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Chuck Berry was on the road for many years, carrying only his Gibson guitar, confident that he could hire a band that already knew his music no matter where he went.

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Chuck Berry's touring style, traveling the "oldies" circuit in the 1970s, added ammunition to the Internal Revenue Service's accusations that Chuck Berry had evaded paying income taxes.

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Chuck Berry continued to play 70 to 100 one-nighters per year in the 1980s, still traveling solo and requiring a local band to back him at each stop.

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In 2008, Chuck Berry toured Europe, with stops in Sweden, Norway, Finland, the United Kingdom, the Netherlands, Ireland, Switzerland, Poland, and Spain.

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Chuck Berry lived in Ladue, Missouri, approximately 10 miles west of St Louis.

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Chuck Berry had a home at "Berry Park", near Wentzville, Missouri where he lived part-time since the 1950s and was the home in which he died.

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Chuck Berry regularly performed one Wednesday each month at Blueberry Hill, a restaurant and bar located in the Delmar Loop neighborhood of St Louis, from 1996 to 2014.

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In 1987, Chuck Berry was charged with assaulting a woman at New York's Gramercy Park Hotel.

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Chuck Berry claimed that he had had the camera installed to catch a worker who was suspected of stealing from the restaurant.

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Chuck Berry's lawyers said he had been the victim of a conspiracy to profit from his wealth.

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The child abuse charges were eventually dropped, and Chuck Berry agreed to plead guilty to misdemeanor possession of marijuana.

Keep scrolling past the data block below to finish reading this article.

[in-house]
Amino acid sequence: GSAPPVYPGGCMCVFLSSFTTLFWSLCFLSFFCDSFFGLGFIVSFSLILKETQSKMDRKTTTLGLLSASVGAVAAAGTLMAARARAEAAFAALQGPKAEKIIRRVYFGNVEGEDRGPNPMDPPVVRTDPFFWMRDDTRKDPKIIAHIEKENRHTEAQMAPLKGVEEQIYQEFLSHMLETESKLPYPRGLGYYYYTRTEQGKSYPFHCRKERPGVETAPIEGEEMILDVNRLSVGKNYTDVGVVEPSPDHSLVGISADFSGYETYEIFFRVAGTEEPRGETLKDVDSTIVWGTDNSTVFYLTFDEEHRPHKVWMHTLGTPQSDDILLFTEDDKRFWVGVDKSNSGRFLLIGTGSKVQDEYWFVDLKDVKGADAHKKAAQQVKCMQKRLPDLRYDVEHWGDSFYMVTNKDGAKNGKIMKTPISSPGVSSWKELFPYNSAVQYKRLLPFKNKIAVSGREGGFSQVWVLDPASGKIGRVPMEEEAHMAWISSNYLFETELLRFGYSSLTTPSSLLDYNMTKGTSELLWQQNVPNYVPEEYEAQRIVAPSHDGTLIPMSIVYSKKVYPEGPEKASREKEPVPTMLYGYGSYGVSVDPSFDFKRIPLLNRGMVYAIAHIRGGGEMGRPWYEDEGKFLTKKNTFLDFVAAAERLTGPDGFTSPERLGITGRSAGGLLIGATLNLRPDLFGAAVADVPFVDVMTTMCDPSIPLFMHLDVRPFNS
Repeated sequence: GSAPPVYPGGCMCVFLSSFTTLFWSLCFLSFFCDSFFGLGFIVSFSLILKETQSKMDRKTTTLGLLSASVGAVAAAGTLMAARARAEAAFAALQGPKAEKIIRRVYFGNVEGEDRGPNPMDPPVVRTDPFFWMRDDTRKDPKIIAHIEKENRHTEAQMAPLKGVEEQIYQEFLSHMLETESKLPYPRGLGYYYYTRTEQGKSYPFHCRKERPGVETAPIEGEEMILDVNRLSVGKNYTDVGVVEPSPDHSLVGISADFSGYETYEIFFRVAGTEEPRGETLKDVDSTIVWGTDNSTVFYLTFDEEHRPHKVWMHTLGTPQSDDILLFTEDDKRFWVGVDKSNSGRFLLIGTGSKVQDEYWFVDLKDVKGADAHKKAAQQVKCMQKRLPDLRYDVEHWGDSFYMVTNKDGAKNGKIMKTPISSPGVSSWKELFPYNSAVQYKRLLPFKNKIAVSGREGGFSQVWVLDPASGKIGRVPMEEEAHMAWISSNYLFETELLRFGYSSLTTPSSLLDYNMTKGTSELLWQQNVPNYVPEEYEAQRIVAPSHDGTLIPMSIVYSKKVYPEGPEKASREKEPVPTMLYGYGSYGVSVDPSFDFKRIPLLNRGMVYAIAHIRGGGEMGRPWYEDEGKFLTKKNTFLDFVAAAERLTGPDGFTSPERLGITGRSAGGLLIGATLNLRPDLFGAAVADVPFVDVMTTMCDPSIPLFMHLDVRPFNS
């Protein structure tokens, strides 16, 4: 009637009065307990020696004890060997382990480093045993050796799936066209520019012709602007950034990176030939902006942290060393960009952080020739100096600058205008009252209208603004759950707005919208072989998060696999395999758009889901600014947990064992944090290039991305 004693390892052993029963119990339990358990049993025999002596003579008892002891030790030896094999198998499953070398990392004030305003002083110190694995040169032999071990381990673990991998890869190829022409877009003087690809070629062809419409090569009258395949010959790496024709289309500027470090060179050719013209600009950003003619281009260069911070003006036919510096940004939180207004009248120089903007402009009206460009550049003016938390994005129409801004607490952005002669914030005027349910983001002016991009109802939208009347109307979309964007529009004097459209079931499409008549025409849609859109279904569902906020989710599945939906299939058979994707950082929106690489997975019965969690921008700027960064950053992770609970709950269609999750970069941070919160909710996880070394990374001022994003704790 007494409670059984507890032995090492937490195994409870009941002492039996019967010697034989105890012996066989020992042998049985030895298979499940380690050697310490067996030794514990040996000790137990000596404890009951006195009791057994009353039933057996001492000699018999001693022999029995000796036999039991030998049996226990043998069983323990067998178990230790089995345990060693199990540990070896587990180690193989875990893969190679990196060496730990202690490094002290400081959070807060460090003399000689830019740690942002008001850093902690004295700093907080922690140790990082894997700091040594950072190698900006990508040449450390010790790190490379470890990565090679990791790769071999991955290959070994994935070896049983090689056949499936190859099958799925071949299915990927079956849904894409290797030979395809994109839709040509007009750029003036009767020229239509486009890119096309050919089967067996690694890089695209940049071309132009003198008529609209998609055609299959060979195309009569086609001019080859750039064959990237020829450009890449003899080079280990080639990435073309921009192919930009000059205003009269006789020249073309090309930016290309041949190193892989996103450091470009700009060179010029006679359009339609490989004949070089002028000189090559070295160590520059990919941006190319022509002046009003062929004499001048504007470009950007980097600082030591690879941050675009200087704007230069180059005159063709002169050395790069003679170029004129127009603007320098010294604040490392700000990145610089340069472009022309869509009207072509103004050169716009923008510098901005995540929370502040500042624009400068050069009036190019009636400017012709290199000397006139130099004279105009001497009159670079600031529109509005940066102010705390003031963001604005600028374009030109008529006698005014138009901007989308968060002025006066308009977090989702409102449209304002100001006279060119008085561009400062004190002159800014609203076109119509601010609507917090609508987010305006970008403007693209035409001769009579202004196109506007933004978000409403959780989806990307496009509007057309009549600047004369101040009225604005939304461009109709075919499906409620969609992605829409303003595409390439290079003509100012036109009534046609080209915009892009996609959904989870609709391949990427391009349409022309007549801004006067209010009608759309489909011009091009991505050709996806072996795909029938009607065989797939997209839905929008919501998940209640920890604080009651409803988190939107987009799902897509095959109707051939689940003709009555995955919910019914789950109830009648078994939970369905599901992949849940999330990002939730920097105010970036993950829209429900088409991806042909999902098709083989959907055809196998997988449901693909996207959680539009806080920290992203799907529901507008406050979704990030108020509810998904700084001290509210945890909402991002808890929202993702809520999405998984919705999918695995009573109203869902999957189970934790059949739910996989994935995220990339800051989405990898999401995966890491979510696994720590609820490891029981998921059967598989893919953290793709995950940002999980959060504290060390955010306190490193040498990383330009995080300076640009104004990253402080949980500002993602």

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Later, videos Chuck Berry recorded of himself urinating on a woman and another of her defecating on him would surface.

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Chuck Berry was remembered with a public viewing by family, friends, and fans in The Pageant, a music club where he often performed.

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Chuck Berry was viewed with his cherry-red Gibson ES-335 guitar bolted to the inside lid of the coffin and with flower arrangements that included one sent by the Rolling Stones in the shape of a guitar.

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One of Chuck Berry's attorneys estimated that his estate was worth $50 million, including $17 million in music rights.

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Chuck Berry's music publishing accounted for $13 million of the estate's value.

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The Chuck Berry estate owned roughly half of his songwriting credits, while BMG Rights Management controlled the other half; most of Chuck Berry's recordings are currently owned by Universal Music Group.

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Chuck Berry is interred in a mausoleum in Bellerive Gardens Cemetery in St Louis.

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Pioneer of rock and roll, Chuck Berry was a significant influence on the development of both the music and the attitude associated with the rock music lifestyle.

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Chuck Berry's records are a rich storehouse of the essential lyrical, showmanship and musical components of rock and roll.

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Chuck Berry has been cited as a major reference to a variety of some of the most influential acts of all time:.

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Chuck Berry was ranked seventh on Time magazine's 2009 list of the 10 best electric guitar players of all time.

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Chuck Berry was presented the award along with BMI affiliates Bo Diddley and Little Richard.

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Chuck Berry is included in several of Rolling Stone magazine's "Greatest of All Time" lists.

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Journalist Chuck Klosterman has argued that in 300 years Berry will still be remembered as the rock musician who most closely captured the essence of rock and roll.